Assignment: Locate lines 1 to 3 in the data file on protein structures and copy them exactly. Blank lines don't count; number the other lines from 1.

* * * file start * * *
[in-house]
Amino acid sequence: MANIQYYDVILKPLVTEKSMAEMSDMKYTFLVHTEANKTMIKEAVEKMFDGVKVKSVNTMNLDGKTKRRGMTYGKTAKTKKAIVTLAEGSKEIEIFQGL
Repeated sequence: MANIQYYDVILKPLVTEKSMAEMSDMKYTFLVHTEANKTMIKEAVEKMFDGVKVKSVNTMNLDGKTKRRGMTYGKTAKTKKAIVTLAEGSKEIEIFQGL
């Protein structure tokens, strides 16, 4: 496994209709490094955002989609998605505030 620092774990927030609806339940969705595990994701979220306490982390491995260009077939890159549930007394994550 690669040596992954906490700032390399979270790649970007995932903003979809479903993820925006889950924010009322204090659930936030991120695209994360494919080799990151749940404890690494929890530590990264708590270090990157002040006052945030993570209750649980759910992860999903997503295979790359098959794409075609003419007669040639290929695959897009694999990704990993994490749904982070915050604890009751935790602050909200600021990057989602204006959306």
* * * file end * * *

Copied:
[in-house]
Amino acid sequence: MANIQYYDVILKPLVTEKSMAEMSDMKYTFLVHTEANKTMIKEAVEKMFDGVKVKSVNTMNLDGKTKRRGMTYGKTAKTKKAIVTLAEGSKEIEIFQGL
Repeated sequence: MANIQYYDVILKPLVTEKSMAEMSDMKYTFLVHTEANKTMIKEAVEKMFDGVKVKSVNTMNLDGKTKRRGMTYGKTAKTKKAIVTLAEGSKEIEIFQGL